Mize on Hodges, 'Alan Turing: The Enigma'

Andrew Hodges
Stephen Mize

Andrew Hodges. Alan Turing: The Enigma. Princeton: Princeton University Press, 1983; repr., 2014. 768 pp. $16.95 (paper), ISBN 978-0-691-16472-4.

Reviewed by Stephen Mize Published on H-War (April, 2015) Commissioned by Margaret Sankey

Andrew Hodges’s Alan Turing: The Enigma weaves a colorful fabric of individual biography, twentieth-century British scientific inquiry, arithmetic, and social history. He creates a narrative tapestry that illuminates the life of one of the most significant individual contributors to Allied victory in the Second World War. This reprint of the original 1983 publication contains a new preface by the author, noting Gordon Brown’s, the prime minister, 2009 statement of apology for Britain’s persecution of Alan Turing as a gay man. That apology was precipitated by the enormous popularity of an online petition. Significantly, Turing’s exculpation for a crimeless offense was set into motion through the utilization of a technology (the computer) that owes its existence, at least in part, to his towering intellect.

There are neither chronological nor developmental lacunae in Hodges’s account, with the author skillfully explaining Turing’s intellectual and emotional maturation from birth to death. Hodges begins his narrative with Turing’s familial roots in fourteenth-century Scotland, advancing quickly to his birth into an upper-middle-class family, and his rearing as a child of the Raj. Turing’s father decided that both his sons should remain in England, while he and his wife traveled to Madras to serve out his term in the India Civil Service. The elder Turing was concerned with his sons’ delicate constitutions, and their incompatibility with the subcontinent’s unforgiving climate.

We follow Turing through family holidays, his burgeoning intellectual curiosity, and the austerity and harsh realities of the English public school system. There Turing would meet his first and enduring love, Christopher, the memory of whom would influence Turing throughout his life. During his Cambridge and Princeton years, we examine Turing’s tackling of the seemingly insuperable Entscheidungsproblem, where he would formulate his “Turing machine,” defining the limits of machine computation. This helped scientists, mathematicians, and (much later) computer scientists comprehend the possibilities, both real and theoretical, of machine-based logic. This 1936 contribution would lay the foundation for the development of what we now know as “software.”

The world of Bletchley Park is examined with remarkably detailed explanations of not only the cryptanalytic process but also the complexity of Bletchley’s “bombes,” the pre-computer, electro-mechanical machines that crunched the millions of rotor-cipher variations the German Enigma machine was capable of producing. Though at times I felt, as a reader, that I had fallen through Alice’s Looking Glass (a literary touchstone to which Hodges makes numerous references), this is surely more to do with the limits of my own intellect at comprehending cryptography than any failing on the biographer’s part.

Hodges approaches the person of Alan Turing, as well as the science and mathematics that were so central to his war contributions, with palpable gusto and comprehensible interpretations for the lay reader of arcane, arithmetic puzzles: no small feat. Hodges explains both Turing and the code-breaking process as an architectural creation, with each brick or structural element building on, and supporting those that preceded it. Hence Alan the man and the work at Bletchley are presented to the reader less as blinding Damascene revelation than as deliberate, disciplined, and well-crafted intellectual process, underscoring the genius of both.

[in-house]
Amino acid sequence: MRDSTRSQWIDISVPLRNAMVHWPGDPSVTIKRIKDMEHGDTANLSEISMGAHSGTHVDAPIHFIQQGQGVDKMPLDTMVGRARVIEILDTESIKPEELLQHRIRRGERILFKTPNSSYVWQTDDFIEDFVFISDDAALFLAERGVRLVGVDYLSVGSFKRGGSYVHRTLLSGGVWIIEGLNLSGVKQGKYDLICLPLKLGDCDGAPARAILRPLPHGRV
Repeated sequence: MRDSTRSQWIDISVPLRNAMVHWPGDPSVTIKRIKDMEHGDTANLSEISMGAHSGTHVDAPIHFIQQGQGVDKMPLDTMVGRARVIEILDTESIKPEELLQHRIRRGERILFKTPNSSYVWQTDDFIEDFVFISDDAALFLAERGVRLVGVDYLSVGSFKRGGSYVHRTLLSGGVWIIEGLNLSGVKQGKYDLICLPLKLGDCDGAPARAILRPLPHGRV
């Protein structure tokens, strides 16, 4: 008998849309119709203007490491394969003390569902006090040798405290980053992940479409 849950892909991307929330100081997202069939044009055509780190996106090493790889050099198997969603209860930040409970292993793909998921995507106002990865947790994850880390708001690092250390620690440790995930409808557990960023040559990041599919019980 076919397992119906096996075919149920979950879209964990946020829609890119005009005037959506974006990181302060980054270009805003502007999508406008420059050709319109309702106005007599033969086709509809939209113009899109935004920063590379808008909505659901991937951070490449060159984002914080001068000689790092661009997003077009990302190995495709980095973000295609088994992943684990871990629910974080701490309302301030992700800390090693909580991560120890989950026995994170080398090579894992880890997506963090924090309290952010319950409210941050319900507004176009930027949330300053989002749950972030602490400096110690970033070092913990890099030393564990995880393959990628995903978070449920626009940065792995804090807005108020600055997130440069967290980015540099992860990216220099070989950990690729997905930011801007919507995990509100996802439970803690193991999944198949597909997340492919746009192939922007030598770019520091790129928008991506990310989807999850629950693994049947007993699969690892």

Finally, and tragically, we are presented with Turing’s end, and the blinkered philistinism that hastened it. Here again, Hodges carefully and touchingly reveals Turing’s emotional, intellectual, and moral depth and integrity, with his prose never once straying into the maudlin.

Hodges cleverly introduces each chapter of Alan Turing with an excerpt from Whitman’s Leaves of Grass (1855), thus suffusing the biography with a poetic beauty that complements and enhances the author’s engaging prose. The reader comes to know Turing as a witty, charming, physically passionate, complex, athletic, emotionally nuanced, and altogether captivating man at a singular remove from the stammering, semi-autistic cartoon figure portrayed in the film adaptation of this truly remarkable biography. How screenwriter Graham Moore arrived at the semi-socially functional boffin presented in the film The Imitation Game (2014) must remain a mystery, as it bears absolutely no resemblance in form or substance to the decidedly three-dimensional portrait Hodges brings to vision with a deft touch. However flawed, The Imitation Game must be credited for its role in reintroducing Hodges’s exceptional biography of an extraordinary man to an audience that would almost certainly be ignorant of its existence. For this alone, The Imitation Game, Moore, and all connected to the film’s creation should be applauded.

For any student of cryptography, computer science, World War II, LGBT history, or British social history of the twentieth century, Hodges’s biography is highly recommended. For anyone looking for a cracking good read, it is recommended without reservation.  

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Citation: Stephen Mize. Review of Hodges, Andrew, Alan Turing: The Enigma. H-War, H-Net Reviews. April, 2015. URL: http://www.h-net.org/reviews/showrev.php?id=43076

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